I was skeptical as Adam Schoenberg stood on stage at Davies Symphony Hall and explained the symbolism of his percussion concerto Losing Earth. Musical representations of extramusical ideas often fall short by exchanging interesting sounds for painfully allegorical ones. This compromise provides neither a satisfying musical experience nor a compelling reflection of the composer’s chosen subject matter. Indeed, I rolled my eyes as Schoenberg described the daily grind of civilization depicted by a march, natural disasters by rhythmic disruptions, and sea level rise by a slow, watery vibrato.
The sentence that shook me from my haughty incredulity was Schoenberg’s description of the finale: “This movement is a call to action. A call to come together and stop this climate crisis, if indeed it’s still possible to stop it.”
Surely there were many in attendance who were similarly shaken, many who, like Schoenberg, are terrified of burdening their children with a dying planet. But as I looked around the hall, I wondered how many held stock in companies that lobbied against environmental legislation, how many were on the boards of those companies, or owned those companies, or did the lobbying themselves. I wondered how many vote for the politicians who are financially rewarded, directly or indirectly, by blocking action on climate change.
Here was a frequently performed composer standing in front of a major orchestra risking his reputation, and perhaps even endangering future major commissions, by voicing his fear and speaking truth. Classical music isn’t going to save the world; but if Schoenberg’s generation can make it unacceptable for those in the classical-music community to profit from the destruction of our planet, perhaps other institutions can do the same.
Losing Earth was commissioned by the San Francisco Symphony for their principal percussionist Jacob Nissly. He and the composer are close friends, and Schoenberg’s introductory remarks indicated that his compositional process included extensive collaboration with Nissly.
The result is a score tailored to this virtuoso’s strengths, and one that pays homage to his background. The opening march is not just a symbol of relentless forward motion, but a reference to Nissly’s youth in marching bands. Schoenberg makes the reference literal by asking the soloist to enter the hall from the back, a visibly heavy collection of drums hanging from his shoulders as he whacks his way toward the stage.
The opening march gives way to an extended reverie for vibraphone and gongs, which represent the slowly-encroaching ocean. Whispery textures in the strings and brass support Nissly’s delicate ringing and chiming. This movement, and especially the transition to the finale, contain the concerto’s finest scoring. Soloist and orchestra each have defined sonic roles, and yet their timbres combine to form a shimmering texture that swelled enchantingly through Davies Hall.
The closing movement is the most energetic, expressing both alarm and optimism. The former is provided by scoring that at times sounds literally like alarm bells, a wake-up call that our Earth is in peril. The latter takes the form of what the composer calls a “pop-oriented chord progression and groove.”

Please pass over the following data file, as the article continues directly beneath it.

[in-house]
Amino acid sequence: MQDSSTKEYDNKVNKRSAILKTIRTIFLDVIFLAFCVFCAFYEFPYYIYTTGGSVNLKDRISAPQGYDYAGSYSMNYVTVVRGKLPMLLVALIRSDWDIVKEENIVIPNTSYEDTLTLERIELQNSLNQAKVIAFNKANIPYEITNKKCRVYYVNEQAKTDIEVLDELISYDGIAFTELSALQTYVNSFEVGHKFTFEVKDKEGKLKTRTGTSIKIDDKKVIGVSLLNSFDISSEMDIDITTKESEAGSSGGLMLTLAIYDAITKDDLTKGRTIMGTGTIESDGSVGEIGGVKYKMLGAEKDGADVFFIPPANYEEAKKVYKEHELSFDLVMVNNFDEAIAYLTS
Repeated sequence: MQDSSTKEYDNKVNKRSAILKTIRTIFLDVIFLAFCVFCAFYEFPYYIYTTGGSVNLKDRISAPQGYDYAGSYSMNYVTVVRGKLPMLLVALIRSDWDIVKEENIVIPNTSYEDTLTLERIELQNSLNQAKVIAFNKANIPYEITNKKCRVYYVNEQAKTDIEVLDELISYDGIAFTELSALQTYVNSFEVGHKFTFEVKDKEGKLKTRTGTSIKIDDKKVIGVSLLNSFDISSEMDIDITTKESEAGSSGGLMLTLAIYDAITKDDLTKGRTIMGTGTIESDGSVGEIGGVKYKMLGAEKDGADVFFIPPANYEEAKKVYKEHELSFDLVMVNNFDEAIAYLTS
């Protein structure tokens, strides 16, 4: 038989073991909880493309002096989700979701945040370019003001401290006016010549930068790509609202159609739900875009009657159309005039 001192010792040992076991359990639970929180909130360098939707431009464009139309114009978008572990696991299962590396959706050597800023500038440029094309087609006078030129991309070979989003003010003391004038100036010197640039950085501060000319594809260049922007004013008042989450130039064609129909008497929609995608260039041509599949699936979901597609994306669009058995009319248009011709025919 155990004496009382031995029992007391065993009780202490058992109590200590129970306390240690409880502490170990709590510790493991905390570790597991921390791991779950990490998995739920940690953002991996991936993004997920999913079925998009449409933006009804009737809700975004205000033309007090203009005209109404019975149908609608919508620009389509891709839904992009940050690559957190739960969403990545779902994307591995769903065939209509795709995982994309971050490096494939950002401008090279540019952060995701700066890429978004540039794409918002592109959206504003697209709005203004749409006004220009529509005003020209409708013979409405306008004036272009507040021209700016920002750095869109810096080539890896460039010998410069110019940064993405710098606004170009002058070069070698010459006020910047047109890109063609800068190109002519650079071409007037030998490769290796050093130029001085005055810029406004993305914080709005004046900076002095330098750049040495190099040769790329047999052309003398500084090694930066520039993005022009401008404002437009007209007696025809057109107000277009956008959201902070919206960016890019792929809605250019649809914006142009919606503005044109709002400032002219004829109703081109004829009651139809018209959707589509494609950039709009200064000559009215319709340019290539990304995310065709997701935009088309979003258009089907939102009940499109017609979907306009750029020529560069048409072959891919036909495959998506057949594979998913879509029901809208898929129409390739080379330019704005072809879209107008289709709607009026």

The final gesture is memorable: Nissly and several other percussionists, positioned on balconies around the hall, each pick up a Roto Sound cymbal, an instrument that suspends a single crotale-like brass disc in a stick frame that allows the cymbal to rotate freely in two axes. All in unison, the percussionists strike their cymbals and then give them a vigorous spin. The undulating effect is magnificent. Interestingly, Gérard Grisey’s Le Noir de l'Etoile (The black of the star) from 1990 ends exactly the same way. No complaints about that, though. It’s a good ending and deserves to be recontextualized.
Schoenberg’s score is not without weaknesses. While the third movement accomplishes its role of a galvanizing anthem, many of the scalar passages which wind their way through the repeating chords are underworked. A pop anthem doesn’t have to be unpolished, and Schoenberg missed an opportunity here to weave in some finer counterpoint.
Some of the louder moments are truly stunning — several bass drums positioned around the auditorium, for instance — but others are loud without being impactful. The finale’s climax lacked a resonant foundation in the orchestra which would have made the volume thrilling rather than painful.
Finally, I was left wanting to hear even more of Nissly’s technique. Schoenberg built up our expectations with his description of the concerto’s ending, in which the soloist was to “rock out” (the composer’s words). Impressive though his playing was, Nissly wasn’t given the chance to truly soar the heights of virtuosity.
Also included on the evening’s program was the too-rarely heard Lili Boulanger, whose D’un matin de printemps (Of a spring morning) is short but supremely well-wrought, the equal of any Debussy or Ravel. Most of the second half consisted of Mussorgky’s Pictures at an Exhibition, the inclusion of which may be a sly reference to another Adam Schoenberg work. 2012’s Picture Studies is a contemporary reimagining of Mussorgsky’s idea, and earned the composer a Grammy nomination. Conductor Cristian Măcelaru and the San Francisco Symphony gave us a fine rendering of Mussorgky’s Pictures. The mournful troubadour song in “Il vecchio castello,” the creaking ox cart in “Bydlo,” and the ancient airlessness of the “Catacombae” all came brilliantly to life.